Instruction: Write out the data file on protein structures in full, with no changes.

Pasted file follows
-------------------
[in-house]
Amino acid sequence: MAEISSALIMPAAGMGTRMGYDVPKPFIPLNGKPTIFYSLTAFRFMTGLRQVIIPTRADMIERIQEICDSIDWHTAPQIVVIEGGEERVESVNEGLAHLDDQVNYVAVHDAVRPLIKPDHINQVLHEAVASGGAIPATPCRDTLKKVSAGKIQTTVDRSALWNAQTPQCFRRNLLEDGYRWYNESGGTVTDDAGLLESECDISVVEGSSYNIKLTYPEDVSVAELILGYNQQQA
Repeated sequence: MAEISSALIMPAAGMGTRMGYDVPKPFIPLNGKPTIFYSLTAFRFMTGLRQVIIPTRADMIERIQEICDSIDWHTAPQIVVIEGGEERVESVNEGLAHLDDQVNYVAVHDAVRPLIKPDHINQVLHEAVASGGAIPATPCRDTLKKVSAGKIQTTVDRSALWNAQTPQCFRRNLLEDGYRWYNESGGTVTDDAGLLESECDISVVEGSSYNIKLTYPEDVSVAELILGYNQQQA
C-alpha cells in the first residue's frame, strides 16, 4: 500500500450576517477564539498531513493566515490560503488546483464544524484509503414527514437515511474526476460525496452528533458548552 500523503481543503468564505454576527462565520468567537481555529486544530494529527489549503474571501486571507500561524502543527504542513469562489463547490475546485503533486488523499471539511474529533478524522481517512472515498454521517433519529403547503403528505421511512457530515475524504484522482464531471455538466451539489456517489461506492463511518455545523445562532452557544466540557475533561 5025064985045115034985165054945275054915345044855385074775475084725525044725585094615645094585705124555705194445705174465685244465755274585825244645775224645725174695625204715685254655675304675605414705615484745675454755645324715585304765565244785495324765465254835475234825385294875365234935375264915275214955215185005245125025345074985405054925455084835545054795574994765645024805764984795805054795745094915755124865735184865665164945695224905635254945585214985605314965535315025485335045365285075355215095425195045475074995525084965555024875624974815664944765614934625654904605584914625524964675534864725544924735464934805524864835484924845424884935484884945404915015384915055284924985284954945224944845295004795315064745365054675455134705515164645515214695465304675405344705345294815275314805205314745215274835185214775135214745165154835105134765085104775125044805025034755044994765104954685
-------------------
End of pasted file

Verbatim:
[in-house]
Amino acid sequence: MAEISSALIMPAAGMGTRMGYDVPKPFIPLNGKPTIFYSLTAFRFMTGLRQVIIPTRADMIERIQEICDSIDWHTAPQIVVIEGGEERVESVNEGLAHLDDQVNYVAVHDAVRPLIKPDHINQVLHEAVASGGAIPATPCRDTLKKVSAGKIQTTVDRSALWNAQTPQCFRRNLLEDGYRWYNESGGTVTDDAGLLESECDISVVEGSSYNIKLTYPEDVSVAELILGYNQQQA
Repeated sequence: MAEISSALIMPAAGMGTRMGYDVPKPFIPLNGKPTIFYSLTAFRFMTGLRQVIIPTRADMIERIQEICDSIDWHTAPQIVVIEGGEERVESVNEGLAHLDDQVNYVAVHDAVRPLIKPDHINQVLHEAVASGGAIPATPCRDTLKKVSAGKIQTTVDRSALWNAQTPQCFRRNLLEDGYRWYNESGGTVTDDAGLLESECDISVVEGSSYNIKLTYPEDVSVAELILGYNQQQA
C-alpha cells in the first residue's frame, strides 16, 4: 500500500450576517477564539498531513493566515490560503488546483464544524484509503414527514437515511474526476460525496452528533458548552 500523503481543503468564505454576527462565520468567537481555529486544530494529527489549503474571501486571507500561524502543527504542513469562489463547490475546485503533486488523499471539511474529533478524522481517512472515498454521517433519529403547503403528505421511512457530515475524504484522482464531471455538466451539489456517489461506492463511518455545523445562532452557544466540557475533561 5025064985045115034985165054945275054915345044855385074775475084725525044725585094615645094585705124555705194445705174465685244465755274585825244645775224645725174695625204715685254655675304675605414705615484745675454755645324715585304765565244785495324765465254835475234825385294875365234935375264915275214955215185005245125025345074985405054925455084835545054795574994765645024805764984795805054795745094915755124865735184865665164945695224905635254945585214985605314965535315025485335045365285075355215095425195045475074995525084965555024875624974815664944765614934625654904605584914625524964675534864725544924735464934805524864835484924845424884935484884945404915015384915055284924985284954945224944845295004795315064745365054675455134705515164645515214695465304675405344705345294815275314805205314745215274835185214775135214745165154835105134765085104775125044805025034755044994765104954685